Three men were killed when a car exploded in Pennsylvania's third largest city Saturday night, drawing a massive response from local and federal law enforcement to what was dubbed a "criminal incident."
At a news conference Sunday afternoon, authorities repeatedly described the explosion in Allentown as an "isolated incident." Lehigh County District Attorney Jim Martin said investigators had a "high degree of confidence that the perpetrator was probably killed."
There was no immediate word on the identities of the victims, nor was there any explanation of a possible motive or cause of the blast. Investigators said they did not believe there was any additional threat to the community.
The explosion happened at approximately 9:30 p.m. on a downtown street and could be heard and felt across the city located about 60 miles northwest of Philadelphia.
Resident Carlos Perodin told The Morning Call newspaper that he was watching a movie with his wife when he heard a thunderous explosion and went to the scene.
"The fire was crazy," Perodin told the paper. "The car was pretty much split in half."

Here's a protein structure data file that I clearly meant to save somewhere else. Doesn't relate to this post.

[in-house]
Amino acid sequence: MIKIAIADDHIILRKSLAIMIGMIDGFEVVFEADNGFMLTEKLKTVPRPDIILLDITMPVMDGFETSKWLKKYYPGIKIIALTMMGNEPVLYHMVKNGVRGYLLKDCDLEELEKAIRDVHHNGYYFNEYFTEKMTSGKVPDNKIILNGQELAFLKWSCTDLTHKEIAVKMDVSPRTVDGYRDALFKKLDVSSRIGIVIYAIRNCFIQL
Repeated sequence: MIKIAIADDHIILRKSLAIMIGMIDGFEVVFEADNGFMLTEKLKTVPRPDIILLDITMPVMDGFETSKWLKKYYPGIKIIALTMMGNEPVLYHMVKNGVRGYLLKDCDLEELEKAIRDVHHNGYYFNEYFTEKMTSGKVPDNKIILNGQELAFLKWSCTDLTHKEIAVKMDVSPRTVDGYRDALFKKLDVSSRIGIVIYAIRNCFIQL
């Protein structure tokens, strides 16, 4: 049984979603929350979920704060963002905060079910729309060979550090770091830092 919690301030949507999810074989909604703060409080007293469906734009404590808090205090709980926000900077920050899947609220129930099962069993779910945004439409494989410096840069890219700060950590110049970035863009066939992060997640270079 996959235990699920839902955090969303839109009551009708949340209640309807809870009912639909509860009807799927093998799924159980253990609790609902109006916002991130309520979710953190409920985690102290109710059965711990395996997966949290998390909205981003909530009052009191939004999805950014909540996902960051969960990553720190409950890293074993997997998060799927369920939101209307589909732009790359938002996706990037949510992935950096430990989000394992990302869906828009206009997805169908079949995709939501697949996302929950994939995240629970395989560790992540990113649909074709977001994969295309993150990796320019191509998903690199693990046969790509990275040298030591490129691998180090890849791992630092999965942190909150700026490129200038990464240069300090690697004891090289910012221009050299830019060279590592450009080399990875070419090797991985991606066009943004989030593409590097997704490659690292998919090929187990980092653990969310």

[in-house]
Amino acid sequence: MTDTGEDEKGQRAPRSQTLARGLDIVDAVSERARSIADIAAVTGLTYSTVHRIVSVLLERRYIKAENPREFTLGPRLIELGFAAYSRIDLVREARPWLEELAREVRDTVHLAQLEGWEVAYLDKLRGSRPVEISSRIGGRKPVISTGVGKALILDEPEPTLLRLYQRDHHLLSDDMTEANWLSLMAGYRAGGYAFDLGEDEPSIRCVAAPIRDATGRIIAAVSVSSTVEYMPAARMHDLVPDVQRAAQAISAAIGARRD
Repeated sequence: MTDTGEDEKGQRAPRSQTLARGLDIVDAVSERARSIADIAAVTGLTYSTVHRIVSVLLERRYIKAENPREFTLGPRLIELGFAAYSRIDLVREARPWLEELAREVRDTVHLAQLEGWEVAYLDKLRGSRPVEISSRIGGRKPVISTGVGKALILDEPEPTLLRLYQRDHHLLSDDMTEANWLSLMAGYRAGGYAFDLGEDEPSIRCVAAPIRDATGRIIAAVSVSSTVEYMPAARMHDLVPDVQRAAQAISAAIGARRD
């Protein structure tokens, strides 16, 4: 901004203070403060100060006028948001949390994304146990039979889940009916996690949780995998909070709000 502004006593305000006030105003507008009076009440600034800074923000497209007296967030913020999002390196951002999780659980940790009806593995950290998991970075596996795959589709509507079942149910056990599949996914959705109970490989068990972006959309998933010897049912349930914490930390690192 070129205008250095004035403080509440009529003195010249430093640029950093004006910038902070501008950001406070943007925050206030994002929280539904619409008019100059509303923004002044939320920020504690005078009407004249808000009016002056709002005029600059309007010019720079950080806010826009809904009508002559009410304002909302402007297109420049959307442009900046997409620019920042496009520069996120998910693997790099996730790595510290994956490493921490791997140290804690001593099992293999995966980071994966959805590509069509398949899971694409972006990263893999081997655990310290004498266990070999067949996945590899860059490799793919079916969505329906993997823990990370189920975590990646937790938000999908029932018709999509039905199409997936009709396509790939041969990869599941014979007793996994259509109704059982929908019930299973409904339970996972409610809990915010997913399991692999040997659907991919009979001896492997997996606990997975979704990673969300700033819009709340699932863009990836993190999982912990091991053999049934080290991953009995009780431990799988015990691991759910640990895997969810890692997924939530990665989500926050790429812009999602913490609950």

Another witness, Stephanie Connelly, said she saw body parts strewn across the street.
"This is real life and I'm shaking and freaking out while I'm running," she told The Morning Call.
A bus station was turned into a makeshift command center with armored vehicles, dozens of police cruisers, mobile command units and even portable bathrooms, the paper reported. Several portable tents were also erected for evidence processing.
Residents were asked to avoid the area, and people who live nearby were asked to shelter in place. A shelter was set up at an elementary school and authorities said it would remain open on Sunday night.
The federal Bureau of Alcohol, Tobacco, Firearms and Explosives is taking the lead on the investigation with the assistance of the FBI and local authorities. Officials have asked anyone with information about the case to call (888) ATF-BOMB (283-2662).
The Associated Press contributed to this report.